Over the last two years I have been thinking a lot about prayer.  Most of my journey of late has been one of deconstruction and asking questions.  Am I doing this because it is what I have been taught or am I doing this because it lines up with the teaching of Jesus.
When it comes to prayer Jesus says a lot about quietness and solitude and only instructs once on public prayer.  The Lords Prayer.
His emphasis was much more on teaching in stories, parables, and sayings.  Jesus himself seemed to prefer quiet prayer.  There are frequent references such as “In the morning, long before dawn, he got up and left the  house and went off to a lonely place to pray.” (Mark 1:35; also in Matthew 14:23 and Mark 1:12-13) Luke describes him as praying privately before almost all major events. There are the forty days alone in the desert,  and of course there is his final prayer alone in the Garden of Gethsemane (From The Naked Now: Learning to See as the Mystics See).

When Jesus taught on prayer is was instructive and direct:

He warns his followers about the very real dangers of public prayer or “standing up in the synagogues” (Matthew 6:5), as he puts it.   He instructs us to “ go to your private room, shut the door, and pray to your Father who is in that secret place.” (Matthew 6:6)

“In your prayers, do not babble on as the pagans do, thinking that by using many words they will make themselves be heard.  Do not be like them!” (Matthew 6:7)

It would seem that most organised religions today have ignored  these teachings as most prefer public services, public prayers and lots of words.  Especially the Pentecostals which is my faith base.  I wonder if in our busy driven lives we are actually repelled by silence and solitude?

The only verbal prayer that Jesus ever taught was the Our Father (Lord’s Prayer). That was because he was interrupted and asked by the disciples to teach them  how to pray.

Public prayer of itself is not a bad thing, it seems though that the emphasis from Jesus is on solitude, privacy and relationship with the father.  Our personal relationship with Jesus is more important than our social or public one.   Social prayer, or prayer that makes announcements to God,  Jesus says is unnecessary because “your Father knows what you need before you ask him.” (Matthew 6:9).  In fact Jesus warns against public prayer in Luke 18:9-14

“Two men went up to the Temple to pray, one a Pharisee, the other a tax man. The Pharisee posed and prayed like this: ‘Oh, God, I thank you that I am not like other people—robbers, crooks, adulterers, or, heaven forbid, like this tax man. I fast twice a week and tithe on all my income.’

13 “Meanwhile the tax man, slumped in the shadows, his face in his hands, not daring to look up, said, ‘God, give mercy. Forgive me, a sinner.’”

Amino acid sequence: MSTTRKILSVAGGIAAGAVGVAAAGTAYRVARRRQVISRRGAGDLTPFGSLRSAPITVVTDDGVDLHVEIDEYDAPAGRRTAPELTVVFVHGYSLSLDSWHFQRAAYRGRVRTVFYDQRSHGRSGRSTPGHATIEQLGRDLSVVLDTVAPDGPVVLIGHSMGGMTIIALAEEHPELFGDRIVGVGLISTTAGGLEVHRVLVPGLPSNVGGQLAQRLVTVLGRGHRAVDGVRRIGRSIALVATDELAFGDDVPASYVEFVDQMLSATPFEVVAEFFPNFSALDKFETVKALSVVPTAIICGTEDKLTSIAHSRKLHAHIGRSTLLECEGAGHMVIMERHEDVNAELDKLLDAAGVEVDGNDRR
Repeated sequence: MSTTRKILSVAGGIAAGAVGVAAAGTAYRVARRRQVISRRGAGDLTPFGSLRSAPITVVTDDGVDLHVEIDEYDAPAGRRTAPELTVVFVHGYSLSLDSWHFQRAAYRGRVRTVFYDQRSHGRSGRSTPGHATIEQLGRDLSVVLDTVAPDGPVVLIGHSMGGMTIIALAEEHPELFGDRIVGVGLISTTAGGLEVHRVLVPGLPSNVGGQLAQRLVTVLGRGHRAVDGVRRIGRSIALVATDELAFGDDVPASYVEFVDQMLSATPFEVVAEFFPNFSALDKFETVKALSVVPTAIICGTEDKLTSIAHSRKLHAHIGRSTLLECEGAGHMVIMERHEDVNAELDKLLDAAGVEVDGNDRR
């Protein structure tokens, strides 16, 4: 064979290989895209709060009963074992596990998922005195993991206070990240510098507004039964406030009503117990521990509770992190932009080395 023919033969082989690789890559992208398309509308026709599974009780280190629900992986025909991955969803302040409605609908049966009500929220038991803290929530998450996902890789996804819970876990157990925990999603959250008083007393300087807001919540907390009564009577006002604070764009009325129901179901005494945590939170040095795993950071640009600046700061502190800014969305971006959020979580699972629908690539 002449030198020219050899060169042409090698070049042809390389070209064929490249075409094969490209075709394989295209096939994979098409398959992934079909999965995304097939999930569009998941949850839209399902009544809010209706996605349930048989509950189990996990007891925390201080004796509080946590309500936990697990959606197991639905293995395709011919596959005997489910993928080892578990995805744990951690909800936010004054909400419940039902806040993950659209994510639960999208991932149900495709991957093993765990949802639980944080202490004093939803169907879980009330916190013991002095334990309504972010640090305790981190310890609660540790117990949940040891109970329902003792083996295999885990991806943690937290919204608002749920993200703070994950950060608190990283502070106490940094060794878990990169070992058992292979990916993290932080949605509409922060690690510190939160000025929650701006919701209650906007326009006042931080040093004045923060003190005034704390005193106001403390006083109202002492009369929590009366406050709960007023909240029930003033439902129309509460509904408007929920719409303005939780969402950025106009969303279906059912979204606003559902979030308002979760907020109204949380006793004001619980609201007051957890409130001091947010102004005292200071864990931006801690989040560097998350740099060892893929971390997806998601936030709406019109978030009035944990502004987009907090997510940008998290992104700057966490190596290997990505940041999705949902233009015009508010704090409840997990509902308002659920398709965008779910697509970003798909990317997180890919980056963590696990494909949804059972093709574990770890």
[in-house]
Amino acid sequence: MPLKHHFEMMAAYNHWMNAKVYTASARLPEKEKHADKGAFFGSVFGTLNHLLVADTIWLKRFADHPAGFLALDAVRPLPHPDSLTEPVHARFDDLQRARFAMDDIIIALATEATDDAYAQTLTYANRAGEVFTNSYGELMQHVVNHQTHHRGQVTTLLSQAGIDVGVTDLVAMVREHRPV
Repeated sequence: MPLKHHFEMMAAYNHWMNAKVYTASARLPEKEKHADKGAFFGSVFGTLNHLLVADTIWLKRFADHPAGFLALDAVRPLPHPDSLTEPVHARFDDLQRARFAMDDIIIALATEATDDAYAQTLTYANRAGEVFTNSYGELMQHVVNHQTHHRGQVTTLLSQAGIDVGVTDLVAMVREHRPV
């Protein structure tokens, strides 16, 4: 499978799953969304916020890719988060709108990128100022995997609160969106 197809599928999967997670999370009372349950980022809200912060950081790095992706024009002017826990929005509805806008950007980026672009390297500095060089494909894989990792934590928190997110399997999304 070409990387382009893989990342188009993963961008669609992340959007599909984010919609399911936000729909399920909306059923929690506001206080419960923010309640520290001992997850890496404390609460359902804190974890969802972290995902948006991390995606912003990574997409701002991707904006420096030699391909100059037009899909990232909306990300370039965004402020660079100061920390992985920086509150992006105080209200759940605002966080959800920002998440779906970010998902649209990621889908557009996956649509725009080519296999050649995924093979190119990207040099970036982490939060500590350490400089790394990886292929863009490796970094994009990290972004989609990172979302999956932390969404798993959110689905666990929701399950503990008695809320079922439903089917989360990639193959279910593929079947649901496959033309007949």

14 Jesus commented, “This tax man, not the other, went home made right with God. If you walk around with your nose in the air, you’re going to end up flat on your face, but if you’re content to be simply yourself, you will become more than yourself.”

Social prayer runs the risk of becoming an elevating of one’s social image and self-image.  Private prayer needs no public approval, just transparency and communication with God.


Here are two prayers that you can say today in quietness and privacy.

Author: Thomas Merton
My Lord God,
I have no idea where I am going.
I do not see the road ahead of me.
I cannot know for certain where it will end.
nor do I really know myself,
and the fact that I think I am following your will
does not mean that I am actually doing so.
But I believe that the desire to please you
does in fact please you.
And I hope I have that desire in all that I am doing.
I hope that I will never do anything apart from that desire.
And I know that if I do this you will lead me by the right road,
though I may know nothing about it.
Therefore will I trust you always though
I may seem to be lost and in the shadow of death.
I will not fear, for you are ever with me,
and you will never leave me to face my perils alone.

Fr. Richard Rohr’s prayer comes from Psalm 46:10 of the Hebrew Scriptures: “Be still and know that I am God.” Use this prayer to try and draw yourself and others into a contemplative frame of mind.

Be still and know that I am God.
Be still and know that I am.
Be still and know.
Be still.


1) Find a quiet place, gently close your eyes and take a few deep breaths. Prepare to pray the Psalm in 5 consecutively diminishing sentences.

2) Either aloud or quietly to yourself, say the words, “Be still and know that I am God.”

3) After a couple deep breaths, pray, “Be still and know that I am.”

4) After a couple deep breaths, pray “Be still and know.”

5) After a couple deep breaths, pray, “Be still.”

6) After a couple deep breaths, pray, “Be.”

7) When ready, pray, “Amen.”



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Thanks for considering.

Love Lisa

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